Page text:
The site was originally operated by the Royal Air Force (RAF) during the First World War. During the Second World War Duxford played a prominent role during the Battle of Britain and was later used by United States Army Air Forces fighter units in support of the daylight bombing of Germany.
Original buildings, such as hangars used during the Battle of Britain, are still in use. Many of these buildings are of particular architectural or historic significance and over thirty have listed building status. The site also features several purpose-built exhibition buildings, such as the Stirling Prize-winning American Air Museum, designed by Sir Norman Foster.
Duxford was an active RAF airfield until 1961. The airfield is still used by civilian flying companies and hosts regular air shows. A charity was formed in 1975 to preserve civil aircraft and promote appreciation of British civil aviation history.
Compiled by Sue Peffer of Cresset with contributions from the speakers listed below. The Committee would like to extend their thanks to everyone for their input.
Generation of Toxicity Alerts and Solutions from Public Data Using Matched Molecular Pair Analysis (MMPA)
Lauren Reid (MedChemica Limited)
- Bowes, J. et al, “Reducing safety-related drug attrition: the use of in vitro pharmacological profiling”, Nature Reviews: Drug Discovery, 2012, 11(12), 909-922
Big is Not Best – Maximum Common Substructure-based Similarity Searching
E Duesbury (University of Sheffield)
- Raymond, J. W.; Gardiner, E. J., Willett, P., “Heuristics for Similarity Searching of Chemical Graphs Using a Maximum Common Edge Subgraph Algorithm”, J. Chem. Inf. Comput. Sci., 2002, 42, 305–316.
- Kawabata, T., “Build-Up Algorithm for Atomic Correspondence between Chemical Structures”, J. Chem. Inf. Model, 2011, 51, 1775–1787.
- Riniker, S.; Landrum, G. A., “Open-Source Platform to Benchmark Fingerprints for Ligand-Based Virtual Screening”, J. Cheminformatics, 2013, 5, 26.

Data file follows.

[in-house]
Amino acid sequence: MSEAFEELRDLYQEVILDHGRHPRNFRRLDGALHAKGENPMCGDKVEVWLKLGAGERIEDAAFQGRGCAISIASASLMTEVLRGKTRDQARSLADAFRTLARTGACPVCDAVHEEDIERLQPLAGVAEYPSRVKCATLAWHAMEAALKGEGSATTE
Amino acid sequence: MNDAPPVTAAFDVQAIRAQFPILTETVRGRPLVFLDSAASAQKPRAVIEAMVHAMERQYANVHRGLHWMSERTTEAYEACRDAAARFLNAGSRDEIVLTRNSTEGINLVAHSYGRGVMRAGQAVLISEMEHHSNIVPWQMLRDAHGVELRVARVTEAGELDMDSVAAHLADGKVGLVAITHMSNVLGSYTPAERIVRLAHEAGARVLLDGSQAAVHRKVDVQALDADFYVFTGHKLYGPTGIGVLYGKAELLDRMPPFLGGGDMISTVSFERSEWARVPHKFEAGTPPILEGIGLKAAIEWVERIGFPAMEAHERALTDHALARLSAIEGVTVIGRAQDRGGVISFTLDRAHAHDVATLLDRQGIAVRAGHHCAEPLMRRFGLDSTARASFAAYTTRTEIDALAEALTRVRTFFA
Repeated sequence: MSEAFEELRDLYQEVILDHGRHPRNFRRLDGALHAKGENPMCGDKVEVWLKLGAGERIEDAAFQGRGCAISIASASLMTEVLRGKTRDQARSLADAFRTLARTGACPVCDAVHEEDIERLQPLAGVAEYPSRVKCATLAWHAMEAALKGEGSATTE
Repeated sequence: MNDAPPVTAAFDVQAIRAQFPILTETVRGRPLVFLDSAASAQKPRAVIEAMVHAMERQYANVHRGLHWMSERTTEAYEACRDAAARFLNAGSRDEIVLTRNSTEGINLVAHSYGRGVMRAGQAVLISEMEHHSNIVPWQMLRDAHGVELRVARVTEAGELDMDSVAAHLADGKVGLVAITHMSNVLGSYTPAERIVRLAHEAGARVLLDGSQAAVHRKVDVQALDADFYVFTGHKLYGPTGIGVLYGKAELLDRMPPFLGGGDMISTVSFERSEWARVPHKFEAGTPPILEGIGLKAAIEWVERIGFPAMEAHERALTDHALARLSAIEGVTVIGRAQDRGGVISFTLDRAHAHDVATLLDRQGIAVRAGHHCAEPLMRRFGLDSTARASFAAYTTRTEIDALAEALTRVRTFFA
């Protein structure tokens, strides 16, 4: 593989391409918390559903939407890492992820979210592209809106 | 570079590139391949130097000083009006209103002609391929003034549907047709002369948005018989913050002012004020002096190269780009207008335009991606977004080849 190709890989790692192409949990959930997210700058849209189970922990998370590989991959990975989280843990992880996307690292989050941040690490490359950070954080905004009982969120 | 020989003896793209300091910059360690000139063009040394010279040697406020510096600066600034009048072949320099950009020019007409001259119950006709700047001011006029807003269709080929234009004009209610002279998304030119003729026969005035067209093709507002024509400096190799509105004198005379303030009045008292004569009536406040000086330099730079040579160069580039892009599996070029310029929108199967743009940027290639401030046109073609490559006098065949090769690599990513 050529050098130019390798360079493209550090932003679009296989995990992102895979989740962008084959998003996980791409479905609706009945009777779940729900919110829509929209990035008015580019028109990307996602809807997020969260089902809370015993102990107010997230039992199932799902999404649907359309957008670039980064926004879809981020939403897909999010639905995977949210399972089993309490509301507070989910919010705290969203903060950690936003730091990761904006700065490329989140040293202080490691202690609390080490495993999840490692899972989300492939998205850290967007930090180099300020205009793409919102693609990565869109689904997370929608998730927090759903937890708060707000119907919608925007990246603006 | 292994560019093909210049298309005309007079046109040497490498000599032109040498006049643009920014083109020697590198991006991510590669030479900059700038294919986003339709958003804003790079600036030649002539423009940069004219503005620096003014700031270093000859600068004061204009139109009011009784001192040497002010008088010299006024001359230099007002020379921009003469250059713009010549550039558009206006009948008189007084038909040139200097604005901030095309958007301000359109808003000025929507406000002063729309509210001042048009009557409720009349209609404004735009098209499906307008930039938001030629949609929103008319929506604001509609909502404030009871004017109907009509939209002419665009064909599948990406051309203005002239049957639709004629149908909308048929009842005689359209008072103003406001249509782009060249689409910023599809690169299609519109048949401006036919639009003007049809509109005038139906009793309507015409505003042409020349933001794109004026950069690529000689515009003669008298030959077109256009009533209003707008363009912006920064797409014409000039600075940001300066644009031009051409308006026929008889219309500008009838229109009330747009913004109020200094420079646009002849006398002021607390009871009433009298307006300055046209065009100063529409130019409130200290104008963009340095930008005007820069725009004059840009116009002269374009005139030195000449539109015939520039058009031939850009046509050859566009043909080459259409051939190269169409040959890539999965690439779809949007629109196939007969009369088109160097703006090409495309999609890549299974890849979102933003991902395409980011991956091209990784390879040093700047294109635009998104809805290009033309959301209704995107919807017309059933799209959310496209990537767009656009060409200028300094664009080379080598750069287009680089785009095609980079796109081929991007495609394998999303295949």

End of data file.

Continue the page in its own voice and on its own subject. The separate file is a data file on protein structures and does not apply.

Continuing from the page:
Sue Peffer, Cresset
Cresset provides chemistry software and contract research services to the pharmaceutical, agrochemical, flavor, fragrance and chemical industries. Cresset’s proven and patented field technology underlies all of our software and services. Our detailed computational models of molecular interactions lead to conclusions that you can trust, that are borne out by experiment and that result in well designed compounds.
Field points reveal the biological similarity of chemically diverse compounds. They make it possible to establish meaningful comparisons between molecules that have no structural similarity. This helps you understand the biological impact of chemical changes.
3D conformations with electrostatic surfaces (centre) give a ‘protein’s eye view’ of how the compound interacts with the target. Cresset condenses the surfaces to field points (bottom) that make it possible to compare thousands of structures and fragments on the basis of biological similarity.
Contact Cresset: New Cambridge House, Bassingbourn Road, Litlington, Cambridgeshire, SG8 0SS, United Kingdom Tel: +44 (0)1223 858890 Fax: +44 (0)1223 853667
Web site: http://www.cresset-group.com/
Computational Chemistry / Computer-Aided Drug Design, Heptares, Herts, UK
The following meetings may be of interest to our readers:
Cambridge New Therapeutics Forum, 13th October 2015, Cambridge, UK
UK Drug Discovery Centres Meeting, 26-27th October 2015, London, UK
Cambridge Chemoinformatics Network Meeting, 26 November 2015, Cambridge, UK
MGMS Young Modellers Forum, 27th November 2015, London, UK
Joint PCF/UK QSAR & Chemoinformatics Group Spring 2016 Meeting, 15th-16th March 2016, GSK Stevenage